What impact will inflation have on corporate earnings?
US inflation data for August confirmed the presence of two opposing forces, which contributed to the smallest monthly change in the consumer price index since last January.
- On one hand, the fall in certain prices that have risen sharply in the recent months, notably the price of second-hand cars, which fell by -1.5% in August compared to July, and the travel sector, notably the price of airline tickets, with a fall of -9.1% compared to the previous month.
- On the other hand, the steady rise in rental prices (which account for 30% of the index), whichhave increased by 2.8% compared to last year, combined with other expenses, such as the price of new cars.
Consumer prices in August thus recorded a variation of +5.3% compared to the previous year, against expectations of +5.4%.
Production prices, meanwhile, rose by 8.3% in August, the largest year-over-year increase since 2010, when the US Bureau of Labor Statistics began conducting surveys.
A change in producer pricesabove that of consumer prices is an early signal of possible pressure on corporate margins.
In the last Reporting Season, the number of companies citing “inflation” during the quarterly commentaries increased significantly: 224 companies in the S&P500, the highest number since 2010.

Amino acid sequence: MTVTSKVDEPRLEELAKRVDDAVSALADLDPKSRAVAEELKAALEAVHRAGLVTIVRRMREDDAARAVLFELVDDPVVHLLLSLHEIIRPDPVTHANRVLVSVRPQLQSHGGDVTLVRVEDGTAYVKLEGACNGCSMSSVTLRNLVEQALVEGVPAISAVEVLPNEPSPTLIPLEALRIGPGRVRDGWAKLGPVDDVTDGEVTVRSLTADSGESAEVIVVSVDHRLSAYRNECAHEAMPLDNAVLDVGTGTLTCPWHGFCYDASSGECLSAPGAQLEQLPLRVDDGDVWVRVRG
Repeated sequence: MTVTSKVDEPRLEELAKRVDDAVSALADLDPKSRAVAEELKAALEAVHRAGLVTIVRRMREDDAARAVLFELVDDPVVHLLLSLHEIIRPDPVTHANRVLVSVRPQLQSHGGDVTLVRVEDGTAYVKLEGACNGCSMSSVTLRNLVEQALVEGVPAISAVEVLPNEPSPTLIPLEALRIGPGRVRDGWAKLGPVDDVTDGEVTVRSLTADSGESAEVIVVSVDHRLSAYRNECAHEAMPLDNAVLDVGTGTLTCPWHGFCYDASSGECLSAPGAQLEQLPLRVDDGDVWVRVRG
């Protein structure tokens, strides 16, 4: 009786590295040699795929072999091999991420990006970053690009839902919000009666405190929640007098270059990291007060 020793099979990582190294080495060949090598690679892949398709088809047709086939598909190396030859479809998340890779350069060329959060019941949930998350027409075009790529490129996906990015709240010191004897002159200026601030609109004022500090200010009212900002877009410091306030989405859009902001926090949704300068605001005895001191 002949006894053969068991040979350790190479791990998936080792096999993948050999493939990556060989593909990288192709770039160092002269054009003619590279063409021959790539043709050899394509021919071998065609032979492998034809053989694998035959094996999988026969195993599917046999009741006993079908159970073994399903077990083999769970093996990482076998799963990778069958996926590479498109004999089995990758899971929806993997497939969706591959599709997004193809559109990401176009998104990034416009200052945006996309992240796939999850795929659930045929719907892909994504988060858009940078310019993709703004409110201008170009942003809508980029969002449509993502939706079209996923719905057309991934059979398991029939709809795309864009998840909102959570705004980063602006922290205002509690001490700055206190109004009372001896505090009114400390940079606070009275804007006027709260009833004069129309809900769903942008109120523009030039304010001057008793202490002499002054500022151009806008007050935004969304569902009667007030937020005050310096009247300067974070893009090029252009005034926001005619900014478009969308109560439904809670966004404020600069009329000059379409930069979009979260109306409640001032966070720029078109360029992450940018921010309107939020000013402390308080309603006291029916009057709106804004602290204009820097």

Among the secotrs, the ones that most frequently cited the term “inflation” were Consumer Staples (87%), Materials (75%) and Industrial (68%).
Given the high number of companies within the S&P500 citing inflation during the Reporting Season, is a negative impact on expected earnings and profit margins possible?
The answer, so far, seems to be a no.
After a period of upward revision (+20% since the beginning of the year), earnings are now lateralizing, but with an estimated growth rate for the end of 2021 of +42.6%, and net profit margins at +12.4%, values that remain above June expectations.
We therefore expect inflation to have a limited impact on earnings at least in 2021. In the longer term, the pricing power, i.e. the ability of companies to pass on higher production costs to consumer prices, will play a key role.
Being invested in companies that are leaders in their sector and with a consolidated competitive advantage is therefore the best strategy for dealig with uncertain market times such as these.
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